Thursday

26th May 2022

EU gears up for post-Brexit renovation

  • European Council and Parliament presidents, Donald Tusk (l) and Antonio Tajani (r), with the 2017 Rome Declaration - a previous attempt at finding common ground (Photo: Consilium)

Member states, MEPs and the new EU commission are all gearing up to launch a discussion on the future of post-Brexit Europe early next year.

On Wednesday (27 November) EU ambassadors are expected to discuss a German-French proposal that attempts to set out "guiding principles" for the conference on the future of Europe.

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The European Parliament is also busy setting up its own priorities and ideas for the conference - which aims to decide some major EU institutional issues, sharpen policies, and involve citizens more in EU decision-making.

Incoming EU commission president Ursula von der Leyen told MEPs in July that she wants citizens to be part of the conference, which will "start in 2020 and run for two years".

The succinct German-French plan says the conference should make the EU more united and sovereign.

It suggests that a first phase for the conference should begin in February 2020, based on an agreement of all the EU institutions.

The Paris-Berlin proposal says discussions first should focus on the EU's democratic functioning, transnational lists at European elections, and the lead candidate process - which was, in fact, sidestepped in July by EU leaders when picking von der Leyen as commission chief.

The second phase, starting in the summer under the German EU presidency, should focus on policy priorities, on issues such as security and defence, neighbourhood, migration, climate, inequality, digitalisation, trade and industry.

It should end with tangible, concrete results under the French EU presidency in 2020 for EU leaders to discuss, according to the German-Franco plan.

EU member states only received the proposals recently, and on Wednesday ambassadors are expected to ask further questions, rather than reveal member states' positions.

EU leaders could also discuss it at their meeting in mid-December.

Meanwhile the constitutional affairs committee in parliament is also working on an opinion on the conference, that will feed into the parliament's resolution on the matter, to be adopted in January.

The draft opinion, seen by EUobserver, says that the conference should respect 'representativity', and should be organised using the "most efficient, innovative and appropriate platforms" in order to guarantee that any citizen can participate.

MEPs would focus the topics of the conference on: "European values, fundamental rights and freedoms, the democratic and institutional aspects of the European integration, environmental challenges and climate crisis, social justice and equality, economic issues including taxation, digital transformation, security and the role of the EU in the world."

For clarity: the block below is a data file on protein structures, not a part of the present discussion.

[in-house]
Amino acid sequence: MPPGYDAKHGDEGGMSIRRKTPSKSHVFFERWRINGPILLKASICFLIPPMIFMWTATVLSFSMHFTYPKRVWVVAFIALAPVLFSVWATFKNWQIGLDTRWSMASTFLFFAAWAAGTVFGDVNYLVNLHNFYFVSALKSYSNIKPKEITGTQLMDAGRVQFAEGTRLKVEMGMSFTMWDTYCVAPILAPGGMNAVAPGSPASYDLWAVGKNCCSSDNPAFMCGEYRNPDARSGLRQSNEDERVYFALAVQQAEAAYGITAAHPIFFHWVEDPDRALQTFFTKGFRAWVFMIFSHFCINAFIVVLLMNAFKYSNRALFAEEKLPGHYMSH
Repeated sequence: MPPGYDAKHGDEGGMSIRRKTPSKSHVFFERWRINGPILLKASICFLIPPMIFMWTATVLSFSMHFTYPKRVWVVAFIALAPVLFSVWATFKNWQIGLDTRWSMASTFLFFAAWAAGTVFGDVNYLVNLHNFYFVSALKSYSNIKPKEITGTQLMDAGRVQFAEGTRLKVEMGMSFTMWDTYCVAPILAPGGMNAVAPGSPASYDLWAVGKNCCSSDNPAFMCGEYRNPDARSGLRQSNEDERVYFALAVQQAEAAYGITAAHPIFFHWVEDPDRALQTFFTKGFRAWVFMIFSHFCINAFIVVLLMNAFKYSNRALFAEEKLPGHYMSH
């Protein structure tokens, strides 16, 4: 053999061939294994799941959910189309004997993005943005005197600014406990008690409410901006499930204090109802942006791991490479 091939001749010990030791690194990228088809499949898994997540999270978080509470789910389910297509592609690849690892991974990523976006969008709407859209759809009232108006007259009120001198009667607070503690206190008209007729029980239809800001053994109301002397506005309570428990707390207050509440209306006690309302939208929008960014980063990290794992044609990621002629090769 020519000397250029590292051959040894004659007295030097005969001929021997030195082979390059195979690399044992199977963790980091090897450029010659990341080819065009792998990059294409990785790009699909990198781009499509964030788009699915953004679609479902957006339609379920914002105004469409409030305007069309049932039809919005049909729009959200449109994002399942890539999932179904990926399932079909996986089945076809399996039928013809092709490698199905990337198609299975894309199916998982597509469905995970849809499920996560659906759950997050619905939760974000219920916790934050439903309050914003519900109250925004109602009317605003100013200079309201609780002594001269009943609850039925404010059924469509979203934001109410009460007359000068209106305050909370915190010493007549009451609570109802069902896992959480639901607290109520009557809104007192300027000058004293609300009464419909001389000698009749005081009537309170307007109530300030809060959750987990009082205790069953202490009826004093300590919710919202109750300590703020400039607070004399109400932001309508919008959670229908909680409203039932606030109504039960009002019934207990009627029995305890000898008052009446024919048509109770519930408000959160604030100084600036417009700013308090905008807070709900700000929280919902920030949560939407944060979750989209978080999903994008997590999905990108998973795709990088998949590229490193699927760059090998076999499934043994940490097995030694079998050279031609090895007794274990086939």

The parliament also thinks institutional issues should be addressed in the first six months.

It proposes setting up thematic committees and plenary sittings and meetings in all member states, "regular enough to deliver concrete proposals".

The parliament says the conference should initiate real change.

The opinion was discussed on Monday evening at a meeting of the constitutional affairs committee, where commissioner-designate for democracy and demography, Dubravka Suica, was present.

MEPs have until Tuesday to submit amendments to the opinion before the committee will vote on it on 9 December.

It will be then sent to the working group tasked with issues regarding the conference, and the so-called conference of presidents, essentially the political groups' leaders, before it heads to the parliament's plenary later on.

The French-German proposal says that a "senior European personality" should chair the conference with the help of a small steering group and a permanent secretariat.

Verhofstadt to chair?

MEP Guy Verhofstadt, who chairs the parliament's working group on the issue, has been rumoured for the job, but there was no discussion on his possible future role on Monday evening.

Parliament president David Sassoli, constitutional affairs chair Antonio Tajani, Paulo Rangel (EPP), Gabriele Bischoff (S&D), Daniel Freund (Greens), Zdzislaw Krasnodebski (ECR), Gunnar Beck (ID), and Helmut Scholz (GUE/NGL) are also part of the working group.

Some MEPs argued on Monday that the conference should either guarantee to produce concrete results - or the EU should not do it.

After the Brexit referendum, several attempts were made to rethink the direction and policies of the EU at summits in Bratislava to Rome.

Fragile common objectives were identified, but - beyond a show of unity - previous soul-searching efforts have yielded few tangible results.

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